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Spirit Story for Volunteers' Week 2017: Eileen Jackson – Age UK Manchester

7 Jun 2017 - 13:49 by guest.blogger

Our seventh Volunteers’ Week Spirit Story comes from Eileen – a volunteer with Age UK Manchester.

"Age UK Manchester (formerly Age Concern Manchester) is an independent charity working with and for older people across Manchester.

Age UK Manchester offers information, advice and support to people aged 60 or over, we provide high quality day, home and residential care in Manchester and run a number of projects and services for older people throughout Manchester."

Many volunteers tell us that they feel very satisfied in the knowledge of making a positive impact upon the lives of others. Many also tell of their experiences gathered during their time with us, describing them as valuable and helpful on their own life paths.

Kim Hyde, Ageing Well and Volunteer Lead said:

"We find that people will come and develop with us - we do have set roles (such as in our day centres and with ageing well clubs and activities), but quite often we'll find ourselves developing a role around a specific skill - it could be gardening for example!"

"We have regular meetings where we come together to talk about what we all do and how we can improve this. We recently had a Cheese and Wine Night as part of Volunteers' Week - all the volunteers from different teams (cafe, gardening, day centre etc) came together and it was a great success!

Kim Hyde (left): "Just come and see what we (Age UK Manchester) do, if you like what you see, we'll have a way that you can get involved!"

Eileen Jackson - Volunteer for Age UK Manchester

How and why did you get into volunteering?

"I used to be a Community Development Officer for Manchester City Council - for many years and had encountered volunteering from this point of view. When I retired (about 12 years ago), I took a little break so that I could take a look at my life, what I did - and to take some time out."

"Despite this, people would ask me: 'will you come and join our management committee, will you help us fundraise?', I think ibecause it was part of my job."

"I'd always resisted it and would say to myself: 'that's what I did for a living - why would I want to do it as a volunteer?' So I did lots of other things; I visited art galleries and museums, I went to concerts, keep-fit, until one day a friend contacted me and said: 'you've been sat on your bum for a long time - come to this meeting with me.'"

"She took me to Crossacres Resource Centre in Wythenshawe (where Age UK carry out a lot of their work), to sit in on a meeting about getting something called 'Come Dancing' events off the ground - although I was there as an observer, I found myself speaking after no more than ten minutes - I was really drawn in by it all, I met Kim and other people that volunteer for Age UK Manchester and before I knew it, I was volunteering with the organisation."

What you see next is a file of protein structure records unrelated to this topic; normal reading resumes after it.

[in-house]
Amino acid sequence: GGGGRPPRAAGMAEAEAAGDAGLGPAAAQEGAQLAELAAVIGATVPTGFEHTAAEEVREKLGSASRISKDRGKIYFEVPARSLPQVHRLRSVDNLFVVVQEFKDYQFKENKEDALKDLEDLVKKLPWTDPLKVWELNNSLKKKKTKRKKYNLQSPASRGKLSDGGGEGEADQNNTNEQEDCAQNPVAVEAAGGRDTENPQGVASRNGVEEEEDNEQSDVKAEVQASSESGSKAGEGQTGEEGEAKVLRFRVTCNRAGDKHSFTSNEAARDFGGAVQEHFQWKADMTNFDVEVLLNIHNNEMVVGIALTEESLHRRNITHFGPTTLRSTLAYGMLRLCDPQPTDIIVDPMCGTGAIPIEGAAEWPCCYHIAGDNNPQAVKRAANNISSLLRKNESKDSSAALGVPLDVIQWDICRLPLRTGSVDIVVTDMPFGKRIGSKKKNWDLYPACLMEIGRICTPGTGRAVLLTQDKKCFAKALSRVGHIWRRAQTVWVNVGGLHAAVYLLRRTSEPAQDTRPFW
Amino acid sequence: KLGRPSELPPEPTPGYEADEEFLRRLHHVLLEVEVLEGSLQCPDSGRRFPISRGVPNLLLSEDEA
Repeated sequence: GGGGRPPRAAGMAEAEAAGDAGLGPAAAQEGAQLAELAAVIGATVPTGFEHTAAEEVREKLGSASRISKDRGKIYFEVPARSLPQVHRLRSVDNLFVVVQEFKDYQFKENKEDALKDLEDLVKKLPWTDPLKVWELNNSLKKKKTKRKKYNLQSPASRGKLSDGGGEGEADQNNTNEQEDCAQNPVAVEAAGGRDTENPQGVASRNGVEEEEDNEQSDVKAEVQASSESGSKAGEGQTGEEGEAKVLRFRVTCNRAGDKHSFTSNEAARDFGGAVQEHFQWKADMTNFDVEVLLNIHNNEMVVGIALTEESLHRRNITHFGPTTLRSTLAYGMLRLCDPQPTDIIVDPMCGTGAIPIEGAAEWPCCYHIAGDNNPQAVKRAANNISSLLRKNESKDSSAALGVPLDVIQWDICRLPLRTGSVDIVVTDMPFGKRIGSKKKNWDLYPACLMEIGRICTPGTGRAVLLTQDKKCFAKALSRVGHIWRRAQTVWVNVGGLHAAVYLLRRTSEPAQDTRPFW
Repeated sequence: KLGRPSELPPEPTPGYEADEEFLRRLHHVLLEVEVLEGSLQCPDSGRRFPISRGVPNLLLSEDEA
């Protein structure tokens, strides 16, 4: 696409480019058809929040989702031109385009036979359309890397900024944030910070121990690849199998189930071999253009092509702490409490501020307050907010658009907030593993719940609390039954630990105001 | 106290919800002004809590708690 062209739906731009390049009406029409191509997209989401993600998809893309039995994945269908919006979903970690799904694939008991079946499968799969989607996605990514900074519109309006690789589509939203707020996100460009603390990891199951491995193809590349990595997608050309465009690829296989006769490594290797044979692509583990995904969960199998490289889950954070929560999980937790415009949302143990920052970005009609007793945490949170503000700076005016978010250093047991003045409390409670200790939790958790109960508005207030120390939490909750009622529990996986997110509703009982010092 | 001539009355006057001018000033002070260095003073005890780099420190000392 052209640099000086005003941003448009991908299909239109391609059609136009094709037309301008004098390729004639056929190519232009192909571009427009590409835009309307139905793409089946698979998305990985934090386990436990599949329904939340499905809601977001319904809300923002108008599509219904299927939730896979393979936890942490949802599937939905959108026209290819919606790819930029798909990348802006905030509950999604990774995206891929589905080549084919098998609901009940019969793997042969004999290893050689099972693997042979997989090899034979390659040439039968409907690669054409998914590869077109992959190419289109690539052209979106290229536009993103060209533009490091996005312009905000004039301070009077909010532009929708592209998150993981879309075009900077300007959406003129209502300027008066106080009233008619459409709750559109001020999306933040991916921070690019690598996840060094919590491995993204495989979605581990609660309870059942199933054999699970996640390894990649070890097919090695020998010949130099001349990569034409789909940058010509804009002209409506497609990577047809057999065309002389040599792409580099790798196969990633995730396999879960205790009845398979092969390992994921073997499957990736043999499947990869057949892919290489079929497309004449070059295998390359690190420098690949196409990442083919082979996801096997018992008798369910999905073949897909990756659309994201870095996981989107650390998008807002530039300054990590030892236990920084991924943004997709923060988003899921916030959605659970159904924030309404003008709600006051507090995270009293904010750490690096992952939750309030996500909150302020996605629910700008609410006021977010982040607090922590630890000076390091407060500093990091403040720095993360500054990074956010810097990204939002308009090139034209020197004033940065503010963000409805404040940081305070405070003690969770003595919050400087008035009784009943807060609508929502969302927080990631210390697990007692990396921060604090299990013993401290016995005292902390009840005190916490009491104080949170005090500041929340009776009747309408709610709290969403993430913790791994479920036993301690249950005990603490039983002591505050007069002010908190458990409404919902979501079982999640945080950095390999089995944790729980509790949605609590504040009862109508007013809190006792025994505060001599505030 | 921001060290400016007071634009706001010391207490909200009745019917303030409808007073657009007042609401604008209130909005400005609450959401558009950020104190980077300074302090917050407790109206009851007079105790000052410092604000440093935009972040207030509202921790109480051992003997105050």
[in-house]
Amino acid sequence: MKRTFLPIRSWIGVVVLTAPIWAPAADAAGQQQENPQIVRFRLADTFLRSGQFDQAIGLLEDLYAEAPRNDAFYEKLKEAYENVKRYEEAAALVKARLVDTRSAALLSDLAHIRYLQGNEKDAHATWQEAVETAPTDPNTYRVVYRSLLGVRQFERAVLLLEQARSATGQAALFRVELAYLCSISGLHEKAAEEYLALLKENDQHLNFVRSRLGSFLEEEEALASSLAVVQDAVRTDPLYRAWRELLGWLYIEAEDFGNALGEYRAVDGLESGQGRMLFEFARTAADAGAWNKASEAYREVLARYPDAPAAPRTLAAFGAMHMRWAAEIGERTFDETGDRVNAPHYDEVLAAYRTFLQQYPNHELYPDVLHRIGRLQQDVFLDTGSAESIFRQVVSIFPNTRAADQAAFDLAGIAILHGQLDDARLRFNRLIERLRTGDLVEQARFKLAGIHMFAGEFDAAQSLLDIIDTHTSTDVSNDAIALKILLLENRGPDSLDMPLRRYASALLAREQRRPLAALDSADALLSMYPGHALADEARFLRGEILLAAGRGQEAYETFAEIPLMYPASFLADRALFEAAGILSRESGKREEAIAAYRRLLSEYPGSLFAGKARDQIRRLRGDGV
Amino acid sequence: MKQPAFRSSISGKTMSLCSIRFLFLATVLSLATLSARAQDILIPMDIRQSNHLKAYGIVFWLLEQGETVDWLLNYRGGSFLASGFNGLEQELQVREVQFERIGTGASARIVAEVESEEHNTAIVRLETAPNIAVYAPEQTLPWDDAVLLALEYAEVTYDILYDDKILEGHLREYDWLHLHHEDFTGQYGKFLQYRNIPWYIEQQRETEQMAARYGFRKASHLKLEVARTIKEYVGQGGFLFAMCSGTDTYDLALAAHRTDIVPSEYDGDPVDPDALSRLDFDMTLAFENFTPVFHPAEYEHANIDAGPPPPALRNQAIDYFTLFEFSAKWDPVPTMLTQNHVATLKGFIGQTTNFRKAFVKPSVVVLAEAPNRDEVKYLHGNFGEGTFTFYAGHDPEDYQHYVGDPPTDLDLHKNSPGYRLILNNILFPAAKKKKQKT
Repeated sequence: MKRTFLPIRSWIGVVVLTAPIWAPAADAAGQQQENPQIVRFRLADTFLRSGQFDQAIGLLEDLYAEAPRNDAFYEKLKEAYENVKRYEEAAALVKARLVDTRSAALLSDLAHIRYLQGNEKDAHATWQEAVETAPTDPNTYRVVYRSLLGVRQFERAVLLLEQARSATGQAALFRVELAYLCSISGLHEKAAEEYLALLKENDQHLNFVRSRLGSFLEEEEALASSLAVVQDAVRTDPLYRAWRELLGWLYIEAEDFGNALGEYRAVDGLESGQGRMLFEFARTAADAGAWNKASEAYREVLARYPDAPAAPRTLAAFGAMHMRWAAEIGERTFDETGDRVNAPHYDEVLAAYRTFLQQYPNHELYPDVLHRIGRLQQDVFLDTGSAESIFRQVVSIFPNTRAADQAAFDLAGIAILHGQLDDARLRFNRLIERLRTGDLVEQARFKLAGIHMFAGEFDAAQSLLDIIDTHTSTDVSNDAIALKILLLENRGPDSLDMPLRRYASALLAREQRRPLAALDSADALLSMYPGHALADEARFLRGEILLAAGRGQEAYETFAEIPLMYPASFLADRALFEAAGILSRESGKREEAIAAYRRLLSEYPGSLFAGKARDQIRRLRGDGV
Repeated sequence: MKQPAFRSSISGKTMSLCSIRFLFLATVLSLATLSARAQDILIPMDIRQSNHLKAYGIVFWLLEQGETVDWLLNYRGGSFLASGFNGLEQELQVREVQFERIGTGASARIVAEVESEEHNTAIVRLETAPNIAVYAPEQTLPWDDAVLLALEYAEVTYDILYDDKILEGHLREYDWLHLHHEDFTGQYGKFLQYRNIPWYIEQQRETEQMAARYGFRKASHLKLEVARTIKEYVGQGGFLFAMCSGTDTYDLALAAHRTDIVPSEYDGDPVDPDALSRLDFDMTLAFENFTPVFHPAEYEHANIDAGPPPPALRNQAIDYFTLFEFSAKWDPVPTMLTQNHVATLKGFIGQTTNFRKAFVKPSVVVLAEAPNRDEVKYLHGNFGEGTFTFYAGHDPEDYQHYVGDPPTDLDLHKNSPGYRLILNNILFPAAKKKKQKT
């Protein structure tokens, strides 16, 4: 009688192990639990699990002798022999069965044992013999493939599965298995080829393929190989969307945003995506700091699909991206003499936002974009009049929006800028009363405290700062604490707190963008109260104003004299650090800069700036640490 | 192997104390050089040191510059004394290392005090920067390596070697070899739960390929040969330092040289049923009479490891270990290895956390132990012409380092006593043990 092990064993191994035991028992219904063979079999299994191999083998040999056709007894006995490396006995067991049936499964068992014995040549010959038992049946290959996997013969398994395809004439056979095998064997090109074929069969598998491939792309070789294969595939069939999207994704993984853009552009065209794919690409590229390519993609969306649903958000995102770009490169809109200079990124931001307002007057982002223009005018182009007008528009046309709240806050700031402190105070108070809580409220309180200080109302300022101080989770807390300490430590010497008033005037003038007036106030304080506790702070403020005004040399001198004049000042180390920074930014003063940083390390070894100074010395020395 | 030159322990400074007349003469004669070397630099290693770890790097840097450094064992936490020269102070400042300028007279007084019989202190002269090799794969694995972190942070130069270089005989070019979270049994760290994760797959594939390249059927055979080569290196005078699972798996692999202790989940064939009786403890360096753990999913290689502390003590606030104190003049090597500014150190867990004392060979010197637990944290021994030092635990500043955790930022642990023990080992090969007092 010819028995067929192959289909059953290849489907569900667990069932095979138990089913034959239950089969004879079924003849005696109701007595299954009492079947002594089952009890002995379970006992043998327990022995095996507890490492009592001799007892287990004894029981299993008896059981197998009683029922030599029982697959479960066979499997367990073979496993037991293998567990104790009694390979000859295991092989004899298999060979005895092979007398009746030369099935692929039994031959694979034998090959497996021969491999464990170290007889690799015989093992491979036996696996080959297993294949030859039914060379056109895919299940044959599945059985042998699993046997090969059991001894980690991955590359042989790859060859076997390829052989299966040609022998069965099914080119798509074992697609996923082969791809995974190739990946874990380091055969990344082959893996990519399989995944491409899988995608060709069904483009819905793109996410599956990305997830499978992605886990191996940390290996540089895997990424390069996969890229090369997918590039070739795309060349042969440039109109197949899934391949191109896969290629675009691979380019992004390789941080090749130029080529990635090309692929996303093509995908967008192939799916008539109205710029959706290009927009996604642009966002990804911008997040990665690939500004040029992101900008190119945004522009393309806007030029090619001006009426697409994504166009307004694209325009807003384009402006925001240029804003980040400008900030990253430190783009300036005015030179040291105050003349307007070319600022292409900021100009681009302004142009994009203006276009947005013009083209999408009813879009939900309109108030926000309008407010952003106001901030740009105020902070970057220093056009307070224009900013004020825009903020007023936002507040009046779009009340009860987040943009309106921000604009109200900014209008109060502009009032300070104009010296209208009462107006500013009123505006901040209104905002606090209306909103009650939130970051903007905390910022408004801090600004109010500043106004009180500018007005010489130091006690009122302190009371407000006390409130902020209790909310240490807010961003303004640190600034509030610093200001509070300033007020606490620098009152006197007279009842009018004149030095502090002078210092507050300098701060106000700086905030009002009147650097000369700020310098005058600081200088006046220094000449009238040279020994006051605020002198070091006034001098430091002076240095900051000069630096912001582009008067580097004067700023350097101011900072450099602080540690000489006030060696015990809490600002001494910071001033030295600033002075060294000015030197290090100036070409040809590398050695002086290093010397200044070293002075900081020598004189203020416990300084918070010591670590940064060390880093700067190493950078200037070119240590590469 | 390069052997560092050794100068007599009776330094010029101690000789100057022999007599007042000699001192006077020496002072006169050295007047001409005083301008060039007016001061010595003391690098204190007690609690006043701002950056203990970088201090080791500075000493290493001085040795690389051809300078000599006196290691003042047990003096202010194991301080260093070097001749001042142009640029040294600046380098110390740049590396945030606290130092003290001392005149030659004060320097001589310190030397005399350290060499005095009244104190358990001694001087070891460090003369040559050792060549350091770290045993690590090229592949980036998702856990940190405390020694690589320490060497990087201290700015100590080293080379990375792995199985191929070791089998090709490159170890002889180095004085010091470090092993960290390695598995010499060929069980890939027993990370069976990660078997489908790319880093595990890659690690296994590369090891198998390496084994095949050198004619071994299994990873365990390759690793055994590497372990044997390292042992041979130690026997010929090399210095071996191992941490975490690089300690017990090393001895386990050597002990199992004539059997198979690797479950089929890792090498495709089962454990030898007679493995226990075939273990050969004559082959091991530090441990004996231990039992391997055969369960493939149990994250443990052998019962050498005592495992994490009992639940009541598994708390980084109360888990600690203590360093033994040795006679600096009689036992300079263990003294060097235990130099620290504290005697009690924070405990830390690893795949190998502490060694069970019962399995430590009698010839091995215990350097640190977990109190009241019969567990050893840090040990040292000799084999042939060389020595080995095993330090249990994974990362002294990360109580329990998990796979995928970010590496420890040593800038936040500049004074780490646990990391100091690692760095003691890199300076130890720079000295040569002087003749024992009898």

"And here I am now, ten plus years later!"

Can you describe a typical day when you volunteer with your organisation?

"It's so varied! Last week I was helping in the Cafe - a volunteer who'd helped previously had recently left and I was filling in; opening up, preparing food and greeting people. I could be going to a meeting on behalf of the organisation, representing them and feeding back what I've shared or found out, each day or time I help is different!"

What do you enjoy most about volunteering?

"What I like is the flexibility, for me it isn't a full time commitment - I can still go to keep fit, the theatre and do other things. I enjoy being able to programme my time for volunteering."

"I've used the skills I've had - and still have, to benefit Age UK Manchester; by organising events and activities and supporting fundraising."

"I enjoy hearing from new people that I meet through volunteering, fellow volunteers tell me that they've improved their confidence, they have a lot of fun, they like the camaraderie and social aspect of volunteering - and it get's them 'out of the house' which is good for their health".

"For me, it also allows me to still be involved in my community where I live - and I want to carry on participating and give soemthing back."

Eileen Jackson (bottom left): "You give a lot; you give your time, your energy, but you get a 'feel good' feeling."

What advice would you give to other people that want to volunteer?

"Just give it a go, whatever it is, everybody's got skills to share - even if you think you haven't; you can simply just sit and talk to somebody, you can complete paperwork, help in a shop or a cafe. It doesn't matter how old you are - all you need is enthusiasm and energy (and we all have that in adundance!)."

Kim on Age UK Manchester Volunteers:

"Thank you to Eileen and all the volunteers that support us at Age UK Manchester - put simply: they do an amazing job!"

Age UK Manchester is keen to hear from people who would like to support them; you can read more about the organisation and ways to get involved via their website at: ageuk.org.uk/manchester.


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